Debating William & Mary, sports and culture since 2011. Updated every Wednesday.

Reading Time, Five Minutes

In Baseball, Basketball, Football on February 1, 2014 at 8:11 pm

Crim Del Harris’s weekend update of the week’s top sports stories. 

Jeff Goldblum has a great line in the 1984 film The Big Chill that all bloggers should take to heart. Talking about his dead-end job at People, Goldblum’s “Michael” discusses the magazine’s one editorial rule: “You can’t write anything longer than the average person can read during the average crap.” It’s with that sentiment in mind that CDH debuts an irregularly recurring feature — Reading Time, Five Minutes. Borrowed from the St. Louis Post-Dispatch’s Bernie Miklasz, RTFM will give you a run down of the big stories in sports, with some witty comments and a funny Vine, or something. We haven’t quite figured it out yet. Anyway, let’s begin!

Earlier this week Major League Baseball Commissioner Bud Selig announced the league’s actions to protect pitchers from line drives. Beginning in spring training later this month, pitchers will have the option of wearing a cap with extra padding around the cranium to protect against head trauma and brain injury. While the league’s effort to protect players is admirable, these caps look…pretty terrible. [Cue Great Gazoo joke.]

Pictured: stupid hat.

Pictured: stupid hat.

The caps feature customized “safety plate” to provide additional protection around the forehead, temples and sides of the head, and weigh six to seven ounces more than standard caps.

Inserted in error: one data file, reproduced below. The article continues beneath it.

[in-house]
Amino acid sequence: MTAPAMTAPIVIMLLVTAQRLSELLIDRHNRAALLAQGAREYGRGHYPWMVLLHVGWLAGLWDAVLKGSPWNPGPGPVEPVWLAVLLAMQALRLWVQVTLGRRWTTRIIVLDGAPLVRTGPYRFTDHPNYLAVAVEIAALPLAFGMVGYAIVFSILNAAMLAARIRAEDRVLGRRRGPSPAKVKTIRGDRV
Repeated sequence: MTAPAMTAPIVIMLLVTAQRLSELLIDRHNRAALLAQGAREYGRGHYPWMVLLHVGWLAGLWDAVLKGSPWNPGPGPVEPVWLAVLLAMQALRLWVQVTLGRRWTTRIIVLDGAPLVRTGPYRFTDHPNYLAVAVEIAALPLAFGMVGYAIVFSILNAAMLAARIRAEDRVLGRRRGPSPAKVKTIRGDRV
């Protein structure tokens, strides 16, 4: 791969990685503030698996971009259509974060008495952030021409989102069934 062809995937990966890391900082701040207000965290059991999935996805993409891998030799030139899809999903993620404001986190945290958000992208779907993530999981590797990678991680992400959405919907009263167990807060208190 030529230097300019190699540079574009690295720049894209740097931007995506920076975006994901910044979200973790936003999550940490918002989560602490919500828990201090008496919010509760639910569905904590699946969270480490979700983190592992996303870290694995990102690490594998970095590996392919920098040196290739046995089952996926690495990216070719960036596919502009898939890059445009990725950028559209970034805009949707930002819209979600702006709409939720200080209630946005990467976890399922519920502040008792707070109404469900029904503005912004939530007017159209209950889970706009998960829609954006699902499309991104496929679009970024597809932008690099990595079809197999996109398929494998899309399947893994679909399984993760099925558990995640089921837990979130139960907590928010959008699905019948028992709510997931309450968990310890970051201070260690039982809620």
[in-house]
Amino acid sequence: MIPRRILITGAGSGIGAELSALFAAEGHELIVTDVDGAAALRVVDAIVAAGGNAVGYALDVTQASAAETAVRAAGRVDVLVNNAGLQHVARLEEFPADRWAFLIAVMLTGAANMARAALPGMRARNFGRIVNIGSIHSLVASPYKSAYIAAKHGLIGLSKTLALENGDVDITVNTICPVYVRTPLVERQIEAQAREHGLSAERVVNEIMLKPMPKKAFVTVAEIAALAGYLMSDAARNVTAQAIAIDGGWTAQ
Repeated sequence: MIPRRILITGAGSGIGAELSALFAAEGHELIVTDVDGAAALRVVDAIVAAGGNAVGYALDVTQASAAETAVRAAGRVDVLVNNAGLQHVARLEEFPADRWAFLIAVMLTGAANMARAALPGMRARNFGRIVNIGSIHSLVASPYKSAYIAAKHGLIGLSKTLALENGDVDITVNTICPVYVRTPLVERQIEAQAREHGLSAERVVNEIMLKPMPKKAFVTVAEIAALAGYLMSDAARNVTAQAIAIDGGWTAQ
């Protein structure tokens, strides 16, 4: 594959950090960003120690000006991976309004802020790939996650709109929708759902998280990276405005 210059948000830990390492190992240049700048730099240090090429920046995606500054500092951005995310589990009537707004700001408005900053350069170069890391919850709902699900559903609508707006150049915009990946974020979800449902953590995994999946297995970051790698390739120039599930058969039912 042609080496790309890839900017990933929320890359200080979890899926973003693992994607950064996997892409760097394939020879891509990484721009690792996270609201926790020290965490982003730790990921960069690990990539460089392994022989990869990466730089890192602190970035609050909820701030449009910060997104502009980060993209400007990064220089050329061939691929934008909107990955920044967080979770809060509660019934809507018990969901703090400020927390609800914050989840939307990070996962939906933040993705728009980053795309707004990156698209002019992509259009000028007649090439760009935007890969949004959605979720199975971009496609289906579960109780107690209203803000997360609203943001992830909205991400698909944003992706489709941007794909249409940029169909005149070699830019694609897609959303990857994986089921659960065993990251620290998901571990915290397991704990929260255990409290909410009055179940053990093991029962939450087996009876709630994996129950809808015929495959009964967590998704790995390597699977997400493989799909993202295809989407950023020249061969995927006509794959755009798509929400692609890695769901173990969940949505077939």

IsoBLOX, the company behind the caps, says the new product can protect players from 90 mph line drives to the front of the head and 85 mph on the sides. There’s just one problem. They’re ugly as sin and no one wants to wear them. Arizona Diamondbacks pitcher Brandon McCarthy, who suffered a skull fracture in 2012, said the cap was a start, but wasn’t a sufficient solution. McCarthy’s criticisms had to do with function rather than form, but the fashion element should not be taken lightly. Both New York Mets third baseman David Wright and Denver Broncos wide receiver Wes Welker were the butts of jokes for wearing comically large helmets. Extra padding is the future for both MLB and the National Football League, but you shouldn’t hold your breath just yet.

Reports came out Friday morning that St. Louis Rams owner Stan Kroenke purchased a 60-acre plot near Inglewood, Cal.

Wait, something's missing...

Wait, something’s missing…

The news immediately sent shockwaves through Rams Nation, which is a sentence as hyperbolic as it is stupid. A bunch of Rams fans in St. Louis took to Twitter to demand that St. Louis build a new stadium for a team that has gone 128-175 since coming to St. Louis and hasn’t had a winning season since 2003.

That's more like it.

That’s more like it.

Meanwhile, a bunch of Rams fans in Los Angeles took to Twitter to beg the franchise to relocate to a city that has lost the Chargers, Rams and Raiders — an oasis of football love, that City of Angels.

Kroenke’s going to get his stadium either way. The only question is which city will be dumb enough to give $800+ million to a billionaire.[1] Shit, it’s St. Louis, isn’t it?

In last Saturday’s William and MaryDrexel game, junior point guard Marcus Thornton capped of a Tribe comeback with a buzzer-beating three to seal a 68-66 win for William and Mary.

Thornton was good for 26 points in the game, and helped rally the Tribe from a nine-point halftime deficit.

And just for fun, here’s video of another all-time William and Mary hoops great. Thanks for reading.


[1] Interesting side note: Kroenke purchased the plot in Inglewood from Wal-Mart, a company partially owned by his wife and on whose board he sat for five years.

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